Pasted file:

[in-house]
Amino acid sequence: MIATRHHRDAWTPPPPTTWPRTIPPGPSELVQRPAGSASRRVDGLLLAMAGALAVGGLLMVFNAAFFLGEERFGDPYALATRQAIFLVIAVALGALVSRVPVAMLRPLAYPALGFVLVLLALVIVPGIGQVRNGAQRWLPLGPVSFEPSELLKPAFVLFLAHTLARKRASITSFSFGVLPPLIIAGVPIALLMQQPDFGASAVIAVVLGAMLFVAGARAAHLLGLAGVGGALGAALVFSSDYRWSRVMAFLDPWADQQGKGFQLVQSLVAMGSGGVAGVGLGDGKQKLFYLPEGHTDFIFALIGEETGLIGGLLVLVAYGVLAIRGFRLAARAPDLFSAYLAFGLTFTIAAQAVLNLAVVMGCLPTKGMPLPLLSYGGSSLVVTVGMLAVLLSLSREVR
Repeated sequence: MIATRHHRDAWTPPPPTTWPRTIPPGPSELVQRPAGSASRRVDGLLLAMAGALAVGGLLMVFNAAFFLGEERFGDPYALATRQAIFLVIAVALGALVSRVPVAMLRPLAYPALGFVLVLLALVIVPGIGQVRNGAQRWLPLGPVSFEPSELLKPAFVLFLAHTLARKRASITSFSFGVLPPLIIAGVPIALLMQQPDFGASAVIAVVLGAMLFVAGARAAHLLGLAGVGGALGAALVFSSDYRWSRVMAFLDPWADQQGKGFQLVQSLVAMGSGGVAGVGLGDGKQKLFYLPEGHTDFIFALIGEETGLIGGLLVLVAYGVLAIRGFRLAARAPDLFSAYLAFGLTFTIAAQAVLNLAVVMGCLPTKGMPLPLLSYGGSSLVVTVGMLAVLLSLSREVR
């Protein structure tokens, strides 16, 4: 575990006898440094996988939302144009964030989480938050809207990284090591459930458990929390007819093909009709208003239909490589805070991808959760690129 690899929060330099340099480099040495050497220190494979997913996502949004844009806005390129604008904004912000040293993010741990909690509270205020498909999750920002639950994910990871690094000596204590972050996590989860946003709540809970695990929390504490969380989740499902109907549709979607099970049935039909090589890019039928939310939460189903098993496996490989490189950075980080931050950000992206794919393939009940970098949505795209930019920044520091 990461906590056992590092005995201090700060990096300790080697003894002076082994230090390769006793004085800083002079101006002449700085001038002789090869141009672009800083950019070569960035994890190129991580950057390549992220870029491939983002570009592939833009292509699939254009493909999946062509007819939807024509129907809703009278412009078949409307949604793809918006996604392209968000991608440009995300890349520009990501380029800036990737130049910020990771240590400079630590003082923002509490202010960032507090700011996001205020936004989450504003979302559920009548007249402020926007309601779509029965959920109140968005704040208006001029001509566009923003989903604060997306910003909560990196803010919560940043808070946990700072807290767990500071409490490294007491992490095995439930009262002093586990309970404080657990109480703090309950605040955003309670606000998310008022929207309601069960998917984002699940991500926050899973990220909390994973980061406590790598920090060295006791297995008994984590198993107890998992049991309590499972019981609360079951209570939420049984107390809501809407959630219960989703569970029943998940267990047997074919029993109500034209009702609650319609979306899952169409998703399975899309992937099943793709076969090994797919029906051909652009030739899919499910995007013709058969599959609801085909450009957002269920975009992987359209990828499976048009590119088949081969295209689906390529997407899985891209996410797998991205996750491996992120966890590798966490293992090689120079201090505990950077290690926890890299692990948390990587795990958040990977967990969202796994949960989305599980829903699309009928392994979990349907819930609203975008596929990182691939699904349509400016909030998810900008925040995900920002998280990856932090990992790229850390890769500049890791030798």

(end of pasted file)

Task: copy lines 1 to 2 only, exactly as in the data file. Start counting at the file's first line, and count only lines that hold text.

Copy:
[in-house]
Amino acid sequence: MIATRHHRDAWTPPPPTTWPRTIPPGPSELVQRPAGSASRRVDGLLLAMAGALAVGGLLMVFNAAFFLGEERFGDPYALATRQAIFLVIAVALGALVSRVPVAMLRPLAYPALGFVLVLLALVIVPGIGQVRNGAQRWLPLGPVSFEPSELLKPAFVLFLAHTLARKRASITSFSFGVLPPLIIAGVPIALLMQQPDFGASAVIAVVLGAMLFVAGARAAHLLGLAGVGGALGAALVFSSDYRWSRVMAFLDPWADQQGKGFQLVQSLVAMGSGGVAGVGLGDGKQKLFYLPEGHTDFIFALIGEETGLIGGLLVLVAYGVLAIRGFRLAARAPDLFSAYLAFGLTFTIAAQAVLNLAVVMGCLPTKGMPLPLLSYGGSSLVVTVGMLAVLLSLSREVR